Frequently asked questions

Here you may find answers to the most common questions about the Abel Prize.

The Abel Prize is a scientific prize, awarded within the discipline of mathematics. The Abel Prize is named in honour of the Norwegian mathematician Niels Henrik Abel (1802 – 1829). It was established by the Norwegian Parliament (Stortinget) in 2002, which marked the 200th anniversary of Abel’s birth. The Prize is awarded annually by the Norwegian Academy of Science and Letters on behalf of the Norwegian government, more specifically the Norwegian Ministry of Education and Research.

The main purpose of the Abel Prize is to acknowledge groundbreaking scientific achievements within the discipline of mathematics. In addition to celebrating exceptional mathematicians and their work, the intent of the Abel Prize is also to increase the status of mathematics in general. The third, and final purpose of the prize, is to encourage the interest in mathematics among children and youth in Norway.

Niels Henrik Abel is recognized as the most prominent Norwegian mathematician of all time. His contributions to mathematics were revolutionary, also in an international perspective.

The Abel Prize was established by the Norwegian Parliament (Stortinget) in 2002. The Abel Prize is awarded and administered by the Norwegian Academy of Science and Letters on behalf of the Norwegian government.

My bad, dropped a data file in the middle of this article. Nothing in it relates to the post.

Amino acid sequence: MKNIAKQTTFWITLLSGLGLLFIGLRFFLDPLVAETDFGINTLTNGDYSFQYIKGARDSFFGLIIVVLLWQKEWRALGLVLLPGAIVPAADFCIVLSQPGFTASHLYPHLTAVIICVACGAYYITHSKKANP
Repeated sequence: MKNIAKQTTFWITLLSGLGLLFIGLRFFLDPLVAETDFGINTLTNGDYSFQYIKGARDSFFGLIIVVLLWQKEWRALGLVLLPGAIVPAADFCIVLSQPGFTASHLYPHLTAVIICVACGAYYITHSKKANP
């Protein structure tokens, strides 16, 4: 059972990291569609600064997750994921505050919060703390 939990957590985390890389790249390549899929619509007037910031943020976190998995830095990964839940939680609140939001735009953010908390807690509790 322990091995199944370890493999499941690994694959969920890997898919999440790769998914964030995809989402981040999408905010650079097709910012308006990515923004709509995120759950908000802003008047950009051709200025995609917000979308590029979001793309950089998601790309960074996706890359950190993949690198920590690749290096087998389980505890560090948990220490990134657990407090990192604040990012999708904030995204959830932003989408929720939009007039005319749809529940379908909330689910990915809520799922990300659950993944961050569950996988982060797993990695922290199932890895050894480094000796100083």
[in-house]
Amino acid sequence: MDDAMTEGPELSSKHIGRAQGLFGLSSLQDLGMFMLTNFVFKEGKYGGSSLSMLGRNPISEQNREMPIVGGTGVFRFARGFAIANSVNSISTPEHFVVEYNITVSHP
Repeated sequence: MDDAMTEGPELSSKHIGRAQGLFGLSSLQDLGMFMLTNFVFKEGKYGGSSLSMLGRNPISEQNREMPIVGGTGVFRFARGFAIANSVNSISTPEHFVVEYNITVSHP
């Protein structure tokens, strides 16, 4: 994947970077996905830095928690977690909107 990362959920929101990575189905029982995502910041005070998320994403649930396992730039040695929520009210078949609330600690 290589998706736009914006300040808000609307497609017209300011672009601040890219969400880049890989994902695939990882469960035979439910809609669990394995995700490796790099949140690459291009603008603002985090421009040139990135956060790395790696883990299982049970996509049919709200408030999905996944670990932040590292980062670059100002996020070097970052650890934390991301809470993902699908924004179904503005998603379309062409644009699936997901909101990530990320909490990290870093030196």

The Abel Prize is awarded annually.

The announcement of the Abel Prize laureate of the year usually takes place in March.. 

The award ceremony usually takes place during the Abel Prize Week, in May each year. The Abel Prize Week is arranged in Oslo, Norway.

The Abel Prize week is a weeklong celebration in honour of that year’s laureate(s) and their work, consisting of the Prize Award Ceremony at the University Aula (The University of Oslo’s famous Aula), the Abel lectures and the Government’s official banquet. Other events may also occur as part of the celebratory week.

The Abel Prize consists of glass plaque designed by Norwegian artist Henrik Haugan, as well as prize money denominating 7,5 million NOK. The prize sum is approximately 750 500 EUR or 849 340 USD (as of 2022).

The prize money is granted by the Norwegian Parliament (Stortinget) through the annual national budget. The Abel Prize is officially a Norwegian prize by the Norwegian government.

The prize money may be used freely, as the recipient sees fit. The Abel Prize recipients are not required to report on their spending of the prize money.

One example of usage is Karen Uhlenbeck’s (2019) investment in the EDGE program for minority students within the field of mathematics in higher education and research at The Institute for Advanced Studies (IAS), Princeton, New Jersey.


It depends. The taxing is set by the recipient’s home country, depending on their taxation laws. The Norwegian government does not tax the award money.

The Abel Prize is awarded to exceptional mathematicians.

Anyone may nominate candidates for the Abel Prize. However, you may not nominate yourself. Such nominations will not be assessed. Both individuals and institutions may put forward nominations.

Any living mathematician may be nominated.

Nominations of deceased persons (postmortem) are not accepted.

Any living mathematician may be awarded the Abel Prize. The Prize may be awarded to one or several people, but not to institutions or groups, and not more than three individuals.

Yes. However, to be acknowledged as a serious candidate, the candidate must, as a minimum requirement, have authored at least one scientific and mathematical article in a peer reviewed research journal.

People who claim to have solved a mathematical problem but fail to refer to a published article in a peer-reviewed journal, will not be considered as a valid nominee for the prize.